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Why the future of security is data-centric

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Why the future of security is data-centric

Nowadays, you will be hard-pressed to find a company that does not understand the importance of digital security. With departments ranging from distribution and logistics to marketing, engineering and design all relying on digital tools to gather information and perform their tasks, data has never been produced in such large quantities and at such speed. Such amounts of information coupled with ubiquitous internet is a match made in hacker heaven and with new breaches made public every day, security has moved up on businesses’ priority list, becoming a top concern.

However, a traditional security strategy, usually aimed at in-house IT infrastructure that includes firewalls, antivirus software and access control, is no longer a guarantee against breaches. Technology has given the work environment a degree of never before seen dynamism and flexibility. This inevitably means that it is easy for data to slip through traditional security precautions. Among them, the rise of BYOD, mobile technology and remote work as well as an increasing reliance on cloud and third-party services, have lead to data continuously leaving the security of in-house networks and entering vulnerable environments.

Even more so, companies have started losing control over the applications and services their employees use to communicate and share information. IT departments slow to respond to employee demands have caused the growth of shadow IT which implies the use of unauthorized third-party applications or self-built solutions to solve everyday problems.

Looking at security from the point of view of data

It is, therefore, becoming increasingly difficult to predict information’s detailed itinerary or control what employees do with it. A new, data-centric approach to security has emerged as a viable alternative for companies looking to secure their data against outside threats and insider negligence.

What data-centric security essentially means is that the focus shifts from networks and in-house IT infrastructure to the sensitive data that needs to be protected within it. When the size of a whole system cannot be accurately ascertained, it is easier to identify and protect crucial sets of data.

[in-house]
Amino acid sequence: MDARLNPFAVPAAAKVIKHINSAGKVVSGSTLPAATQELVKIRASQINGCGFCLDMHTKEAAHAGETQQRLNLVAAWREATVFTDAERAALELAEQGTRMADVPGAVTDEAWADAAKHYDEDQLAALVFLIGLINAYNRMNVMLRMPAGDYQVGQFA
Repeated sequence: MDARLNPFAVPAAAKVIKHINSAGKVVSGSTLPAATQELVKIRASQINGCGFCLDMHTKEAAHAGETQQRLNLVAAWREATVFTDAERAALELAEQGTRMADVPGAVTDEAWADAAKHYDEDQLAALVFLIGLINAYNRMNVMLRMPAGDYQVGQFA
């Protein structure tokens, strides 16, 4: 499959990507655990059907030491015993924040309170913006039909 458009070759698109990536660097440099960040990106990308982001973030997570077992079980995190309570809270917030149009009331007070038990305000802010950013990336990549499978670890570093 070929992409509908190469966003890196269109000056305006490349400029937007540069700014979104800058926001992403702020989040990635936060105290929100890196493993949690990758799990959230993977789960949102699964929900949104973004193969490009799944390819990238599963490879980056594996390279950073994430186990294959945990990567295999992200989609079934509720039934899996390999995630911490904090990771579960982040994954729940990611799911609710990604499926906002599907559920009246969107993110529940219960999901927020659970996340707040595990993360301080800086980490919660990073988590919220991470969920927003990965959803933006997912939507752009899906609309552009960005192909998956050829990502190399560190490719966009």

In a data-centric approach to security, companies need to first define what sensitive data is to them. This can be described differently depending on the industry, but things like personal and financial data that is protected through various regulations are often among the data flagged as sensitive. Once they have established the policies that define sensitive data as such, companies are ready to start building their data-centric security.

Data-centric security in practice

Data-centric security implies a new way of looking at sensitive data, by taking bigger care of how it is handled and distributed. This is often not enough. While rules, regulations and personnel training can help employees become more aware of what is acceptable and what isn’t in terms of sensitive data management, one cannot rely on their full application. Often through negligence or the need to cut corners to meet deadlines, employees can be tempted to bypass such regulations in the hopes that nothing will happen and their work will be thus completed faster and more efficiently.

While training is also an important part of data-centric security, it is imperative that companies use all the tools at their disposal to secure sensitive data. Encryption is one way in which companies can ensure that their data, whether at rest or in motion, is secure. In this way, even if breaches occur or data is transferred outside the network, it continues to be secure and inaccessible to third-parties without the proper keys at their disposal.

Another way to control data within and outside a network are Data Loss Prevention solutions. Designed with data protection in mind, DLP software such as Endpoint Protector, allows users to efficiently control data from a control panel, by transforming company policies into rules and definitions, based on which, sensitive data can be blocked from transfer, deleted when found on unauthorized endpoints or automatically encrypted when transferred onto USBs and other portable devices.

Data Loss Prevention solutions also support companies in the process of auditing and reporting, by providing accurate information concerning the movement of sensitive data that can be saved and then presented to authorities inquiring about their compliance with various regulations.

With the enforcement of data protection regulations, companies are starting to be held accountable for the security of sensitive data. They can no longer afford to hope that by securing their network they also protect the sensitive data within it. It is important that sensitive data be discovered, classified and special rules applied to it to ensure its protection. That is why a shift to data-centric security seems not only inevitable, but necessary.


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